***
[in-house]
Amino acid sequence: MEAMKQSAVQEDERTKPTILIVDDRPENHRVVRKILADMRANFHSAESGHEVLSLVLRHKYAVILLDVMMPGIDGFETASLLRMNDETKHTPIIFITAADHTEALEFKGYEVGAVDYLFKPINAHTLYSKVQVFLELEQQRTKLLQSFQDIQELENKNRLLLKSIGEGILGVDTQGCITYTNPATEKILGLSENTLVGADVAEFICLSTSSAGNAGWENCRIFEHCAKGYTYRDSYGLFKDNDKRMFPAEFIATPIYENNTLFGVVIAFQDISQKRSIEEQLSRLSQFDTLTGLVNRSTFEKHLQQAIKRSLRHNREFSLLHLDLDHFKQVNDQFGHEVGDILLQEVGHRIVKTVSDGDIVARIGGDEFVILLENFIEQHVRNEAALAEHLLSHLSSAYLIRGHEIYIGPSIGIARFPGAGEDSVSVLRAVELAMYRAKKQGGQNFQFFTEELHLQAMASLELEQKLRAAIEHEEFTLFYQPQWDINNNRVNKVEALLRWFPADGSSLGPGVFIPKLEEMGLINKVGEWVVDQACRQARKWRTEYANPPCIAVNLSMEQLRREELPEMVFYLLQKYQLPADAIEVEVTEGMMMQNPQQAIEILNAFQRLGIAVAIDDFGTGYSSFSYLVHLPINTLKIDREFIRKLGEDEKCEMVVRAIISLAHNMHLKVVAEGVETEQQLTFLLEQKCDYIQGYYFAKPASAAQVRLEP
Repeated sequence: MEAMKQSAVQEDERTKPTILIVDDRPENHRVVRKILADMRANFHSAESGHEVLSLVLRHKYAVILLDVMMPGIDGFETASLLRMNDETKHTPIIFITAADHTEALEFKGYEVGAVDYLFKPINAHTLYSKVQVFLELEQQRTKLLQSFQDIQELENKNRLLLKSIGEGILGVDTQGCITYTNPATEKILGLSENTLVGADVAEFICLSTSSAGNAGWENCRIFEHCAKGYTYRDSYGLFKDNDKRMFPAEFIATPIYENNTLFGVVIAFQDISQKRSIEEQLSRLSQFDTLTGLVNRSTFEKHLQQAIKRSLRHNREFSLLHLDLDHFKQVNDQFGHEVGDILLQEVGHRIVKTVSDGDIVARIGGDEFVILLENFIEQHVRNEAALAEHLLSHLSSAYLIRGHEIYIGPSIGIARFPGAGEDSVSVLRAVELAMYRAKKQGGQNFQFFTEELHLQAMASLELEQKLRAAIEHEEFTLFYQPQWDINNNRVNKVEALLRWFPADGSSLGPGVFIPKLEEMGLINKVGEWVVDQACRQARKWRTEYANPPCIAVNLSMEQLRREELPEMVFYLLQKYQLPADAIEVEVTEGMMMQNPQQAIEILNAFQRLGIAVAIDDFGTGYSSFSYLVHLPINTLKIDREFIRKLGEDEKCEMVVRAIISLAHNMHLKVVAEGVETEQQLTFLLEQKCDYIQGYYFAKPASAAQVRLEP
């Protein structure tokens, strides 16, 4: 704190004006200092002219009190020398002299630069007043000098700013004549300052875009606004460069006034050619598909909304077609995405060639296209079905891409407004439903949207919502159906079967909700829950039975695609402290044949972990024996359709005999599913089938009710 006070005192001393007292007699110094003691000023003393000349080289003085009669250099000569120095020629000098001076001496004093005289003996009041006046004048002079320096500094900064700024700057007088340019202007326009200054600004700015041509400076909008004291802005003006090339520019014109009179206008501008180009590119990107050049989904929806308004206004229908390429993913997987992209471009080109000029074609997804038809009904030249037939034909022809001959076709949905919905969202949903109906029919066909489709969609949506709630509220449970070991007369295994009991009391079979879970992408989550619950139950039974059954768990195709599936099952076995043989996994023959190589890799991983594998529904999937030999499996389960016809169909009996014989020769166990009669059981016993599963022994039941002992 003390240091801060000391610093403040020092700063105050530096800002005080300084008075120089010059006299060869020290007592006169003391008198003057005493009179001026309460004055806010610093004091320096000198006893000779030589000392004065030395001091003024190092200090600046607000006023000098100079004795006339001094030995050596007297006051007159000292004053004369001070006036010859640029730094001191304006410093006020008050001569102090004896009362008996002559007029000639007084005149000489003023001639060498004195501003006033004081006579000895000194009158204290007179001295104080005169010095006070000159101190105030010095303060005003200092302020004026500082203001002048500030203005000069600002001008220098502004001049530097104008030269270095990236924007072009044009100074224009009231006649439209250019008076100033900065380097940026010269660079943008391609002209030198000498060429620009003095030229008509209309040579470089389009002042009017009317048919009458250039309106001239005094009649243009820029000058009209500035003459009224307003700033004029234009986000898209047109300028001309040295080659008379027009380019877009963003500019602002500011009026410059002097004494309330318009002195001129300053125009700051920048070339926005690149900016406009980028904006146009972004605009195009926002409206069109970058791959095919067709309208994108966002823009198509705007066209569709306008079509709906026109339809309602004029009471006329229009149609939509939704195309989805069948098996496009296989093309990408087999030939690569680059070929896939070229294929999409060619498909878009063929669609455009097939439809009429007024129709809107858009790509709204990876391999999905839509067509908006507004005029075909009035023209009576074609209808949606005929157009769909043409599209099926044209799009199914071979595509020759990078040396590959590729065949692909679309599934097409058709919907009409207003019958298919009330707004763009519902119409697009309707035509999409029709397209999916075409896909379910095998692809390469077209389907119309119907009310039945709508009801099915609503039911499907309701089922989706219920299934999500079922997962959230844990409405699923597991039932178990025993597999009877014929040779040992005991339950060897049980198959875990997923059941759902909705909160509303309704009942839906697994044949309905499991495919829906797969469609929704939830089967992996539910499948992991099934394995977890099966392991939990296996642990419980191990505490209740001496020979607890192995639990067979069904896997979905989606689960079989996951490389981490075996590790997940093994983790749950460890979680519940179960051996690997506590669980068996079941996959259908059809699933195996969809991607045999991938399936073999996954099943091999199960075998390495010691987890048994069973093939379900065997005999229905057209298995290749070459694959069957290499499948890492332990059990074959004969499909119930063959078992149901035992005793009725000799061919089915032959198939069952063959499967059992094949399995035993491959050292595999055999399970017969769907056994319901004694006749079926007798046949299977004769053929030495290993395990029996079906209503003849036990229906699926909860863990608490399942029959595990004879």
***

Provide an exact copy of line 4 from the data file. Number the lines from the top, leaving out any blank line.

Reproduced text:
């Protein structure tokens, strides 16, 4: 704190004006200092002219009190020398002299630069007043000098700013004549300052875009606004460069006034050619598909909304077609995405060639296209079905891409407004439903949207919502159906079967909700829950039975695609402290044949972990024996359709005999599913089938009710 006070005192001393007292007699110094003691000023003393000349080289003085009669250099000569120095020629000098001076001496004093005289003996009041006046004048002079320096500094900064700024700057007088340019202007326009200054600004700015041509400076909008004291802005003006090339520019014109009179206008501008180009590119990107050049989904929806308004206004229908390429993913997987992209471009080109000029074609997804038809009904030249037939034909022809001959076709949905919905969202949903109906029919066909489709969609949506709630509220449970070991007369295994009991009391079979879970992408989550619950139950039974059954768990195709599936099952076995043989996994023959190589890799991983594998529904999937030999499996389960016809169909009996014989020769166990009669059981016993599963022994039941002992 003390240091801060000391610093403040020092700063105050530096800002005080300084008075120089010059006299060869020290007592006169003391008198003057005493009179001026309460004055806010610093004091320096000198006893000779030589000392004065030395001091003024190092200090600046607000006023000098100079004795006339001094030995050596007297006051007159000292004053004369001070006036010859640029730094001191304006410093006020008050001569102090004896009362008996002559007029000639007084005149000489003023001639060498004195501003006033004081006579000895000194009158204290007179001295104080005169010095006070000159101190105030010095303060005003200092302020004026500082203001002048500030203005000069600002001008220098502004001049530097104008030269270095990236924007072009044009100074224009009231006649439209250019008076100033900065380097940026010269660079943008391609002209030198000498060429620009003095030229008509209309040579470089389009002042009017009317048919009458250039309106001239005094009649243009820029000058009209500035003459009224307003700033004029234009986000898209047109300028001309040295080659008379027009380019877009963003500019602002500011009026410059002097004494309330318009002195001129300053125009700051920048070339926005690149900016406009980028904006146009972004605009195009926002409206069109970058791959095919067709309208994108966002823009198509705007066209569709306008079509709906026109339809309602004029009471006329229009149609939509939704195309989805069948098996496009296989093309990408087999030939690569680059070929896939070229294929999409060619498909878009063929669609455009097939439809009429007024129709809107858009790509709204990876391999999905839509067509908006507004005029075909009035023209009576074609209808949606005929157009769909043409599209099926044209799009199914071979595509020759990078040396590959590729065949692909679309599934097409058709919907009409207003019958298919009330707004763009519902119409697009309707035509999409029709397209999916075409896909379910095998692809390469077209389907119309119907009310039945709508009801099915609503039911499907309701089922989706219920299934999500079922997962959230844990409405699923597991039932178990025993597999009877014929040779040992005991339950060897049980198959875990997923059941759902909705909160509303309704009942839906697994044949309905499991495919829906797969469609929704939830089967992996539910499948992991099934394995977890099966392991939990296996642990419980191990505490209740001496020979607890192995639990067979069904896997979905989606689960079989996951490389981490075996590790997940093994983790749950460890979680519940179960051996690997506590669980068996079941996959259908059809699933195996969809991607045999991938399936073999996954099943091999199960075998390495010691987890048994069973093939379900065997005999229905057209298995290749070459694959069957290499499948890492332990059990074959004969499909119930063959078992149901035992005793009725000799061919089915032959198939069952063959499967059992094949399995035993491959050292595999055999399970017969769907056994319901004694006749079926007798046949299977004769053929030495290993395990029996079906209503003849036990229906699926909860863990608490399942029959595990004879």